It is easy for teachers to get absorbed in the work of groups of pupils and become detached from what is happening elsewhere in the room. It is vital to look up constantly to check that each group is on task.
Getting lessons off to a purposeful start
Meeting the class in the corridor may be the ideal and help start the lesson more sharply. Rather than wait for latecomers before taking the register, it is usually better to have something for students to do as soon as they arrive.
Anticipating situations where poor behaviour might develop
Are students sitting in the ‘right’ place? Are there times when they will have to move around? Will there be times when concentration is interrupted because, for instance, materials will be handed out or collected in?
Modelling appropriate behaviour
While insisting that classroom rules are applied consistently, teachers should follow them as well, for example, ensuring that pupils’ views are listened to.
Behaviour strategies work differently for different groups
It is important to recognise that behaviour strategies work differently for different groups and to be prepared to adapt your practice accordingly.
Supporting the development of skills in teachers
Supporting the development of these skills in new and inexperienced teachers needs to be an absolute priority within the school’s continual professional development (CPD) programme. Peer observations and learning walks can usefully focus on these aspects of classroom management and bring to teachers’ attention aspects of their practice that they are unaware of. It is also important that they have the opportunity to see how experienced practitioners develop these skills themselves.
Pupils’ management of their own behaviour
This is much more likely to be in evidence if the elements in the first two sections above are implemented. Self-management of behaviour is likely to follow on as a result of the consistent application of policy. However, there are some strategies that can promote the active engagement of pupils in securing outstanding behaviour:
- Classroom rules are made fully clear and pupils are given a role in refining or prioritising them. For example: ‘What does this rule in mean in practice for the way in which we organise, say, group work?’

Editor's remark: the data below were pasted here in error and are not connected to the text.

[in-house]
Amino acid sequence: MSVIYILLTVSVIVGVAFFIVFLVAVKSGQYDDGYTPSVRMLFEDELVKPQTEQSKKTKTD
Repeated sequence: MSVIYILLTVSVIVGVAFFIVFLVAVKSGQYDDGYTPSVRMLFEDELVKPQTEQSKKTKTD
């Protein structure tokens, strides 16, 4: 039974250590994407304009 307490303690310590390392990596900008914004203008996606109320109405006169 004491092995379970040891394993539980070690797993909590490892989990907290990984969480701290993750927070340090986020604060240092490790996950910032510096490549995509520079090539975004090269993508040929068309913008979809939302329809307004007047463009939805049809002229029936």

- Pupils are given responsibility for planning and leading learning episodes and are given active roles in group discussion. They should be working harder than the teacher for learning to be really effective.
- It is important to recognise the contribution of pupils who find it difficult to participate actively, for example, a brief word after the lesson along the lines of, ‘Well done. I noticed how hard you worked at … today”.
An observer watching a lesson where pupils are active in managing their behaviour should, above all, be able to see that behaviour is outstanding. This, not because of the absence of low-level disruption or lack of concentration, but because pupils actively contribute to the lesson: they are listening actively, they are sensitive to others’ contributions and they show resilience when tasks are challenging.
- Useful advice on classroom management for new teachers can be found at: http://bit.ly/behaviour2learn
- Getting the simple things right: Charlie Taylor’s behaviour checklist can be downloaded at: http://bit.ly/BehaviourChecklist
- Behaviour and discipline in schools – DfE advice on developing a school behaviour policy can be downloaded at: http://bit.ly/BehaviourDiscipline
Use the following itmes in the Toolkit to help you put the ideas in this article into practice:
- Policy - Behaviour management at Worle Community School (BEAM)25.9 KB
- Handout - Evaluating behaviour: checklists for public areas and the classroom21.48 KB
- Checklist - Evaluating behaviour in shared areas22.85 KB
- Checklist - Evaluating behaviour in the classroom74 KB
About the author
This article was first published in July 2014 edition of School Inspection & Improvement magazine.